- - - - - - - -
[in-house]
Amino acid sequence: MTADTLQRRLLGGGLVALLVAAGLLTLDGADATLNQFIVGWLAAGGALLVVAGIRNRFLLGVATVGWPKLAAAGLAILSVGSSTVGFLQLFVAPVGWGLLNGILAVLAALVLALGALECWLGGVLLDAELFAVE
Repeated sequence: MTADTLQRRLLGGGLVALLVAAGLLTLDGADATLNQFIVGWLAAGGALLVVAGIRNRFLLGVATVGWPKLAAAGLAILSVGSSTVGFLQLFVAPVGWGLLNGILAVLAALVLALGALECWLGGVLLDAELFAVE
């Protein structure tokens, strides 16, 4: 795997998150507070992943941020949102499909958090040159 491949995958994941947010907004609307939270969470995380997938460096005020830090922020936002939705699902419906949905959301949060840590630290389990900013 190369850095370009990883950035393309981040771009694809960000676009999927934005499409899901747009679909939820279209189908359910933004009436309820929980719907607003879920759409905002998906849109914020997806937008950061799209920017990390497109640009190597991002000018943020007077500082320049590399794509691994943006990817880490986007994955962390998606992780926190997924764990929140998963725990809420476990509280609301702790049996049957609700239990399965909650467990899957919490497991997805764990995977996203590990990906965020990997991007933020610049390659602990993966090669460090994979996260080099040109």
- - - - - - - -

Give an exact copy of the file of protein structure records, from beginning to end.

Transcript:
[in-house]
Amino acid sequence: MTADTLQRRLLGGGLVALLVAAGLLTLDGADATLNQFIVGWLAAGGALLVVAGIRNRFLLGVATVGWPKLAAAGLAILSVGSSTVGFLQLFVAPVGWGLLNGILAVLAALVLALGALECWLGGVLLDAELFAVE
Repeated sequence: MTADTLQRRLLGGGLVALLVAAGLLTLDGADATLNQFIVGWLAAGGALLVVAGIRNRFLLGVATVGWPKLAAAGLAILSVGSSTVGFLQLFVAPVGWGLLNGILAVLAALVLALGALECWLGGVLLDAELFAVE
């Protein structure tokens, strides 16, 4: 795997998150507070992943941020949102499909958090040159 491949995958994941947010907004609307939270969470995380997938460096005020830090922020936002939705699902419906949905959301949060840590630290389990900013 190369850095370009990883950035393309981040771009694809960000676009999927934005499409899901747009679909939820279209189908359910933004009436309820929980719907607003879920759409905002998906849109914020997806937008950061799209920017990390497109640009190597991002000018943020007077500082320049590399794509691994943006990817880490986007994955962390998606992780926190997924764990929140998963725990809420476990509280609301702790049996049957609700239990399965909650467990899957919490497991997805764990995977996203590990990906965020990997991007933020610049390659602990993966090669460090994979996260080099040109």